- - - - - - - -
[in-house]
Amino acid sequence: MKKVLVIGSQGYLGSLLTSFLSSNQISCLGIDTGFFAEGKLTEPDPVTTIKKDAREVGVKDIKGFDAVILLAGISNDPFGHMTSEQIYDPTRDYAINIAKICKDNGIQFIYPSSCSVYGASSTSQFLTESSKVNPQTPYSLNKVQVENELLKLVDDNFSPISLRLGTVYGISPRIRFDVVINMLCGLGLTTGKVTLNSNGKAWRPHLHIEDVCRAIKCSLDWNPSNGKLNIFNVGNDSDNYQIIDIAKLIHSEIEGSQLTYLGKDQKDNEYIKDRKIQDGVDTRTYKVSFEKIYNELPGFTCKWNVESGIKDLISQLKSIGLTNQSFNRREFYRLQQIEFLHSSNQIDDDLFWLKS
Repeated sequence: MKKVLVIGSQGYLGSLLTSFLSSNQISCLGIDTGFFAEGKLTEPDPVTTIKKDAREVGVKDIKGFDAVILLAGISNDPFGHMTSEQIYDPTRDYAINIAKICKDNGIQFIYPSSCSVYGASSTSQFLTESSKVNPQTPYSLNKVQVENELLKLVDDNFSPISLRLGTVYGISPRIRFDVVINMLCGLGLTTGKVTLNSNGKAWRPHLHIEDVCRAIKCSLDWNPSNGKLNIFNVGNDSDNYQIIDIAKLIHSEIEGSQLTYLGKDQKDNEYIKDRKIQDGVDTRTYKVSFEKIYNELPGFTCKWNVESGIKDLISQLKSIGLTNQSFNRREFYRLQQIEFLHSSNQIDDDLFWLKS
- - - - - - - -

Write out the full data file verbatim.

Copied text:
[in-house]
Amino acid sequence: MKKVLVIGSQGYLGSLLTSFLSSNQISCLGIDTGFFAEGKLTEPDPVTTIKKDAREVGVKDIKGFDAVILLAGISNDPFGHMTSEQIYDPTRDYAINIAKICKDNGIQFIYPSSCSVYGASSTSQFLTESSKVNPQTPYSLNKVQVENELLKLVDDNFSPISLRLGTVYGISPRIRFDVVINMLCGLGLTTGKVTLNSNGKAWRPHLHIEDVCRAIKCSLDWNPSNGKLNIFNVGNDSDNYQIIDIAKLIHSEIEGSQLTYLGKDQKDNEYIKDRKIQDGVDTRTYKVSFEKIYNELPGFTCKWNVESGIKDLISQLKSIGLTNQSFNRREFYRLQQIEFLHSSNQIDDDLFWLKS
Repeated sequence: MKKVLVIGSQGYLGSLLTSFLSSNQISCLGIDTGFFAEGKLTEPDPVTTIKKDAREVGVKDIKGFDAVILLAGISNDPFGHMTSEQIYDPTRDYAINIAKICKDNGIQFIYPSSCSVYGASSTSQFLTESSKVNPQTPYSLNKVQVENELLKLVDDNFSPISLRLGTVYGISPRIRFDVVINMLCGLGLTTGKVTLNSNGKAWRPHLHIEDVCRAIKCSLDWNPSNGKLNIFNVGNDSDNYQIIDIAKLIHSEIEGSQLTYLGKDQKDNEYIKDRKIQDGVDTRTYKVSFEKIYNELPGFTCKWNVESGIKDLISQLKSIGLTNQSFNRREFYRLQQIEFLHSSNQIDDDLFWLKS